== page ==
by Paul Hardy on July 4, 2010

Ugh. I just checked out my gig calendar and realized I haven’t played a gig since June 12 and won’t play another until August 14. That’s more than two months without playing.  This ‘Gigging Bass Player’ is NOT gigging right now. Not cool.

Lucky for me, I don’t depend on gigs to make a living. The extra cash is nice, but isn’t enough to make a huge impact on my lifestyle.

Having said that, not gigging for this long certainly has other impacts. My callouses go soft. My chops get a little dull. And I start to lose my mind . . . just a little bit.

Playing live is such a release. It does wonders for my mental health. For bass players like me, who live an otherwise normal lifestyle (e.g. day job, family, etc.), performing is like therapy. No matter what life throws at you, you can forget about everything at the gig and just lose yourself in musical and bass nirvana.

So what is a bass-playin’ dude to do when going through this kind of dry spell? How do I keep my hands loose, chops sharp and sanity intact?

I’ve been giving this some thought over the last day or so and come up with the following list of things to do while waiting for the next gig to roll around.

How NOT to Lose Your Mind Because You Haven’t Played a Gig in Two Months:

Noodle: Yes, noodle, in verb form. Or doodle if you prefer. Noodling refers to what you do when you casually pick up your bass and mess around while doing something else, like watching TV or surfing the web. When I’m gigging regularly, I get my fill of playing and don’t really have any desire to noodle around just for the hell of it. My bass tends to spend most of its time inside the case, only seeing the light of day at gig time. But noodling, while not a very rigorous form of practice, is still helpful in keeping your chops up.

Study: Sometimes I forget how much my playing style was developed based on what I picked up by studying my favourite bass players back in my wood-shed days. It never hurts to go back to the well of inspiration and have a listen to some of the material that provided me with my earliest bass influences. My recent playlist includes old masterpieces such as: Appetite for Destruction (Guns ‘n Roses), Moving Pictures (Rush), Master of Puppets (Metallica) and Operation: Mindcrime (Queensryche).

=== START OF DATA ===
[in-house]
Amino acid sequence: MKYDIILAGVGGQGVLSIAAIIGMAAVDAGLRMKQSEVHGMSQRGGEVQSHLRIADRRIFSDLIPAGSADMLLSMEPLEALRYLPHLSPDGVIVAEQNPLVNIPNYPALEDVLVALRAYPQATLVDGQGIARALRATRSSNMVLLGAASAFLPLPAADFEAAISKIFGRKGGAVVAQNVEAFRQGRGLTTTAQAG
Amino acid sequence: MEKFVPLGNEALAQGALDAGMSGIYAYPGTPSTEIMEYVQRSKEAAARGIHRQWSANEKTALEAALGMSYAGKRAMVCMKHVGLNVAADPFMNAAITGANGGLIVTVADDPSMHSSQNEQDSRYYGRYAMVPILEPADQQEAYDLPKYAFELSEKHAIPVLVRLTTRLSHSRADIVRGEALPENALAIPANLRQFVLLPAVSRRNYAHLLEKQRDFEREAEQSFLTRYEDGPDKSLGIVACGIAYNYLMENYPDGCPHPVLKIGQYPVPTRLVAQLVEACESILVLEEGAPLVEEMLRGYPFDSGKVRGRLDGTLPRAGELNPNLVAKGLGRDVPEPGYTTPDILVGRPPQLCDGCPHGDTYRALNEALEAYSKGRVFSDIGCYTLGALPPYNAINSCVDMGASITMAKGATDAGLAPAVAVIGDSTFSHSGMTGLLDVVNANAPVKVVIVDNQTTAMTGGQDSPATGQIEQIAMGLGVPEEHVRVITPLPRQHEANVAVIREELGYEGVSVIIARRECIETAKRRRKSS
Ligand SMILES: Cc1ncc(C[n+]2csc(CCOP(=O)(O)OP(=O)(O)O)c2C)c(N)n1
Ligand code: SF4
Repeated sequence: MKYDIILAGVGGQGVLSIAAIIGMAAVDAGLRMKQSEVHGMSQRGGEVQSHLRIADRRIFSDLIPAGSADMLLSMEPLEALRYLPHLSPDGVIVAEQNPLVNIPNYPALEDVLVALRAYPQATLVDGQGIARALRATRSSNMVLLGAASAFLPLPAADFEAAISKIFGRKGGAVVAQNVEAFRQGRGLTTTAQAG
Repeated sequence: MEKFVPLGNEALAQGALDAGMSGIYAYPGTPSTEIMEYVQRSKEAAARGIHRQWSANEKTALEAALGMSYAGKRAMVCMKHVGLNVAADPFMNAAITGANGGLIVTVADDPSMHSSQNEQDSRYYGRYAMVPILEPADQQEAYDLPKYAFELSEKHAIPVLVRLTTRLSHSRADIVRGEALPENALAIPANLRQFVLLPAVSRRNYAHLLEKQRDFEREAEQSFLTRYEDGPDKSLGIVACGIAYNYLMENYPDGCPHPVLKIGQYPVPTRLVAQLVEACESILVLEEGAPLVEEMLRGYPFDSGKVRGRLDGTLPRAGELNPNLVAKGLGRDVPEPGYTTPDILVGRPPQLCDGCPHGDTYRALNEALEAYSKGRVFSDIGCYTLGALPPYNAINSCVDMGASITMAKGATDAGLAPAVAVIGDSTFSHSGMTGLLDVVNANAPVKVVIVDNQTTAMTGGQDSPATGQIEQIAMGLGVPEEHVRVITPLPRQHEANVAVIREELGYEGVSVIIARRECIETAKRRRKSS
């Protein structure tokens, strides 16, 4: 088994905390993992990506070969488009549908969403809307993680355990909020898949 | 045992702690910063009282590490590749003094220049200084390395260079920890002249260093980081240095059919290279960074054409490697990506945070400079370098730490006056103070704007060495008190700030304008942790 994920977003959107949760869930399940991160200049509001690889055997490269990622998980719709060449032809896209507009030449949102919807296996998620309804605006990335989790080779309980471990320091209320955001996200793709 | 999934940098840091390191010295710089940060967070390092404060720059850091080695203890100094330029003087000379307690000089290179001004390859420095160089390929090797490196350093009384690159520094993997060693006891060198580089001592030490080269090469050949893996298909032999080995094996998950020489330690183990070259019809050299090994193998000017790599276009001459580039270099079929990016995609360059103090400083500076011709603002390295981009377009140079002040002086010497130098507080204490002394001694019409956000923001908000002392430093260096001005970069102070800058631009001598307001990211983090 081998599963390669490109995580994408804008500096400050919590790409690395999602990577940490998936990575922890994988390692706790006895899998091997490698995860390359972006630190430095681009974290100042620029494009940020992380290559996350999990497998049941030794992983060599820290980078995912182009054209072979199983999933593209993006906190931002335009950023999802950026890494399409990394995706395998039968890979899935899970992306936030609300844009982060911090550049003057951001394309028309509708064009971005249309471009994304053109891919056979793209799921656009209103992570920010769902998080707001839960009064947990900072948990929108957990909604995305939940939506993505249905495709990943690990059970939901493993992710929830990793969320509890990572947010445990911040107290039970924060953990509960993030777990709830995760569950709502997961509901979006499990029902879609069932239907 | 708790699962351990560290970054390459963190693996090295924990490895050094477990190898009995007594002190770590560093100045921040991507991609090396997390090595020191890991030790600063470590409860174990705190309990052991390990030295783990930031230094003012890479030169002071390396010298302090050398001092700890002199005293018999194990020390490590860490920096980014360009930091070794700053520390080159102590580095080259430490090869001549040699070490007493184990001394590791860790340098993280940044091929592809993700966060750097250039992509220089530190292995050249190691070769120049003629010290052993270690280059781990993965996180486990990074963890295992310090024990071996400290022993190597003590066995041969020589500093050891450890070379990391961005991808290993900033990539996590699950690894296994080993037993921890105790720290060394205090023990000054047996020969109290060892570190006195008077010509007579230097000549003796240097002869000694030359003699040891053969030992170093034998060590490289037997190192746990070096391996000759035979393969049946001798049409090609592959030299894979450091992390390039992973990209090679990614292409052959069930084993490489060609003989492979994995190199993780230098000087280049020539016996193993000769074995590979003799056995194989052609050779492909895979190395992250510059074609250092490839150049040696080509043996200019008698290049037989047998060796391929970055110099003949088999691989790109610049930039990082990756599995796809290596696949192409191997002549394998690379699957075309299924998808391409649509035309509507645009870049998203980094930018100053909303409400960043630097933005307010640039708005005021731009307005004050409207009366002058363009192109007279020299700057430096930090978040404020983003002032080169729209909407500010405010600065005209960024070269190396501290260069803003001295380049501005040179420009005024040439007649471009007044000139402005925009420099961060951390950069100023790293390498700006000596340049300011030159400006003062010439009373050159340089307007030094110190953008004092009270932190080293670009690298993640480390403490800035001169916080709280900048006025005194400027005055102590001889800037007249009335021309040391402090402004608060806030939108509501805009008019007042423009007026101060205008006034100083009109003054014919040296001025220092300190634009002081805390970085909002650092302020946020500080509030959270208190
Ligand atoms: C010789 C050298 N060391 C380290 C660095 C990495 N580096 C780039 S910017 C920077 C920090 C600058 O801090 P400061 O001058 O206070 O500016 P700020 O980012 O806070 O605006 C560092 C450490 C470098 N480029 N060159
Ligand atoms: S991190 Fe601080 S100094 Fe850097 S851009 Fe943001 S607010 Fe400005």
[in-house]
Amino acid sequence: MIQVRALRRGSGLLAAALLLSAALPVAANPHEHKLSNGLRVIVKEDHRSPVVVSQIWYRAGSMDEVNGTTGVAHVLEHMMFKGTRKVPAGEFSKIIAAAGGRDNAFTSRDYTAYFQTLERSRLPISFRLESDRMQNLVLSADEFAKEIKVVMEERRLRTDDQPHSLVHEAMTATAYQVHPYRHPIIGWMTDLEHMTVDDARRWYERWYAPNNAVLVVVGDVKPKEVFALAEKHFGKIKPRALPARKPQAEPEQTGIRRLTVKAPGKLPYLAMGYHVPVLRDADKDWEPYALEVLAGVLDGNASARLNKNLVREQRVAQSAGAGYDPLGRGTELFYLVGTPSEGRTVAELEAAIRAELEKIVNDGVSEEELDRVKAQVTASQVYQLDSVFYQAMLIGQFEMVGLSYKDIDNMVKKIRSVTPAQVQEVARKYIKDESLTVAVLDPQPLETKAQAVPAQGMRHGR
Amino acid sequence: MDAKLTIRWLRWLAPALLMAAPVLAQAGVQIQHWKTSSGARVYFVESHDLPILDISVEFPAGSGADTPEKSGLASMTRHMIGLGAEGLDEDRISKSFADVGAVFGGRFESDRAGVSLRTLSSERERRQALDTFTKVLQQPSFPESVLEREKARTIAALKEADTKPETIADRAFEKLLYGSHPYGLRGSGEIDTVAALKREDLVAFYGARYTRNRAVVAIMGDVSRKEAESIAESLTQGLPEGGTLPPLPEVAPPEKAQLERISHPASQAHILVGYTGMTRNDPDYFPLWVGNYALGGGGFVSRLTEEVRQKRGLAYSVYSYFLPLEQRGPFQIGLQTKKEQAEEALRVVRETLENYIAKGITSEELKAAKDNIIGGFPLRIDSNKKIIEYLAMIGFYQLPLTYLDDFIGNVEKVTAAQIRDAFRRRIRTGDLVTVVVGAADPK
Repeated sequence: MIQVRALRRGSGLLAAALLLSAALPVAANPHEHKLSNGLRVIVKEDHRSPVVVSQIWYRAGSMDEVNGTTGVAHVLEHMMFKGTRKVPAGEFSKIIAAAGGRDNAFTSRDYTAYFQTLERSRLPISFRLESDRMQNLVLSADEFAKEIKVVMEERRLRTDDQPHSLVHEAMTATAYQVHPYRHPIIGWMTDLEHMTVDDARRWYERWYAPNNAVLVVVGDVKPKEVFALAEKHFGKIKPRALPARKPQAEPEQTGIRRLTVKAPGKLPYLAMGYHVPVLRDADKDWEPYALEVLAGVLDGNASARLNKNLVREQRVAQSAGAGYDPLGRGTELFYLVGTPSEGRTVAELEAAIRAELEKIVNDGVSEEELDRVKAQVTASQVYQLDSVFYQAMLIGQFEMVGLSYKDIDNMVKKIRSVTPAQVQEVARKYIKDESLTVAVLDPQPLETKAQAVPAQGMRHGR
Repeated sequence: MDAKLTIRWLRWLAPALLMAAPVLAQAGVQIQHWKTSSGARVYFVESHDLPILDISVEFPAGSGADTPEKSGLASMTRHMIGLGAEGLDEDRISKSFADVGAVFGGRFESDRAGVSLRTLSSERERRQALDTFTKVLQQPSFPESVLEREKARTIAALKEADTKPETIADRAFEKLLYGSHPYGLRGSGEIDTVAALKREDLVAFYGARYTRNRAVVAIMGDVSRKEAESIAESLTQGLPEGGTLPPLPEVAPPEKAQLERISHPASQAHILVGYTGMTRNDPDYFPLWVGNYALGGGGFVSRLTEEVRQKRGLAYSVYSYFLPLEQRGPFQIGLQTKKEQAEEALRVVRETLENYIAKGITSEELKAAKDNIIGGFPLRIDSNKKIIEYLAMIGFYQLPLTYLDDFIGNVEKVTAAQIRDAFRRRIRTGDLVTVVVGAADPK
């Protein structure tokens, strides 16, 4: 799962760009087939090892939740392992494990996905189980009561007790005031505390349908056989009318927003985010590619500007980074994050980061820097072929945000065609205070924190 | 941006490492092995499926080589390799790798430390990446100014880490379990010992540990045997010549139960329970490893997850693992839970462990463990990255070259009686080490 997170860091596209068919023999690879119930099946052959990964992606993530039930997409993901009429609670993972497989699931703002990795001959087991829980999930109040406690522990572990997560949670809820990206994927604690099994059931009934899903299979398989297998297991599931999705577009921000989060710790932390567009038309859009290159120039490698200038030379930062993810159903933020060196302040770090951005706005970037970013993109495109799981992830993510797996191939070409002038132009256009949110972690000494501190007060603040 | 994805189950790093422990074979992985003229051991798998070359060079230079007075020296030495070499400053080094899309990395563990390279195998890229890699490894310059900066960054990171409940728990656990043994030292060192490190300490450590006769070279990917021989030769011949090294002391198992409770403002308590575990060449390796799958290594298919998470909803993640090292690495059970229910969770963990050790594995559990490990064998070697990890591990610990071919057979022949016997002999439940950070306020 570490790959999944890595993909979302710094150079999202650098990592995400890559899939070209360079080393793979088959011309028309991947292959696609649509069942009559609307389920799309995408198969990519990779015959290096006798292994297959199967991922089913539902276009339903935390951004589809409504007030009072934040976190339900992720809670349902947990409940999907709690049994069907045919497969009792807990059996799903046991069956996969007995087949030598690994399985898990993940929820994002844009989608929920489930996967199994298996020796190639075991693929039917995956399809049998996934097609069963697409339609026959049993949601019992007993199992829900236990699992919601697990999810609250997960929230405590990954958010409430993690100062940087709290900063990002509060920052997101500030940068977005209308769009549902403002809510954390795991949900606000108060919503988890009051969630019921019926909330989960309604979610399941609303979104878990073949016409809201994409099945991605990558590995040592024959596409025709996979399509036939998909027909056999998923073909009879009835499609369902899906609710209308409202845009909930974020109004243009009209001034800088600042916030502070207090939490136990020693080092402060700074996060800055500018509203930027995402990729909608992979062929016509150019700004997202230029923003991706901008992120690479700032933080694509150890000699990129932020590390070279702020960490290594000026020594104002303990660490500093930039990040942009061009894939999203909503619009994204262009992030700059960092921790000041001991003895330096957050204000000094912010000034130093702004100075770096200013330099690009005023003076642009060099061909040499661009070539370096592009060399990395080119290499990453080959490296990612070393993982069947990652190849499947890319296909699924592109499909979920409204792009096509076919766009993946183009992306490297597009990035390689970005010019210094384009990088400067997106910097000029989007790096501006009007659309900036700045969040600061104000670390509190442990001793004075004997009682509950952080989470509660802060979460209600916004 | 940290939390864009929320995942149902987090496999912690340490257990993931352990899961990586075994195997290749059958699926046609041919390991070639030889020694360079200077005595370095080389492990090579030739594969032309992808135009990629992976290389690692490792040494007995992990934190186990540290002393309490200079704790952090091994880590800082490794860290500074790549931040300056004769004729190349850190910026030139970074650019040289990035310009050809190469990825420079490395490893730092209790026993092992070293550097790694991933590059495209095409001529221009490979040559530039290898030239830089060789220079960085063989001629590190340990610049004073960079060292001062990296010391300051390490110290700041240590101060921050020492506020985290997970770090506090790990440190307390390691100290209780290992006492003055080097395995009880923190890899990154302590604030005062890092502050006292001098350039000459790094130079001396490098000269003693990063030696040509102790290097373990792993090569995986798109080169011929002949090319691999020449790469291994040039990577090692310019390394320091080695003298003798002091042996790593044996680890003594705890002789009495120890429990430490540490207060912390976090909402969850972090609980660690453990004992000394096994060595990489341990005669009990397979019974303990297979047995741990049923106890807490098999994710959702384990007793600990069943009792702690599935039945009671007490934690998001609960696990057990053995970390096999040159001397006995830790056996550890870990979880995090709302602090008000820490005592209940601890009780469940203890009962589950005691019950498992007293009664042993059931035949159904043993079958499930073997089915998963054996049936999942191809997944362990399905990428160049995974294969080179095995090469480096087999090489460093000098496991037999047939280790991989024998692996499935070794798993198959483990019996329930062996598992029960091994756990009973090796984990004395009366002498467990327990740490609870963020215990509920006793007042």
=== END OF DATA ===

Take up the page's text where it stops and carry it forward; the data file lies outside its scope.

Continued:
Practice: Yes, sometimes an intentional practice session is just what the doctor ordered in terms of keeping those four-string skills polished and honed to a fine point. While I’ve never been very disciplined when it comes to structured practice (I’m more of a noodler — see above), I do find there is some advantage to sitting down and working through some area of my playing that’s not entirely up-to-snuff. For example, I alternate between playing with a pick and playing with my fingers. While fairly proficient with both, my finger-playing stamina is not quite what it should be, especially when speed is involved. So my structured practice sessions will focus on various exercises to improve that aspect of my playing.

Forget: Forget what? How about forgetting that you’re a bass player, that you’re in a band and that you’re a performing musician. Sound ridiculous? Maybe. But sometimes just forgetting about it for awhile is what you need to feel fresh and committed once you’re back into a regular playing schedule. As much as I love playing, sometimes it becomes a bit of a grind. When gigs become a little tedious, it’s easy to forget how important music and the bass is to you. A little break can do wonders. And sometimes it doesn’t hurt to remember that there are other things in your life worth spending time on . . .



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7 Ways To Improve Your Playing

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The Power of the Gig

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I’ve been playing bass for a long time — since I was 14. I’ve been playing gigs for almost as long. I haven’t kept count, but there have been a lot of them. Most of those gigs have been OK. Some have been kind of crappy. And some have been downright shitty and made me […]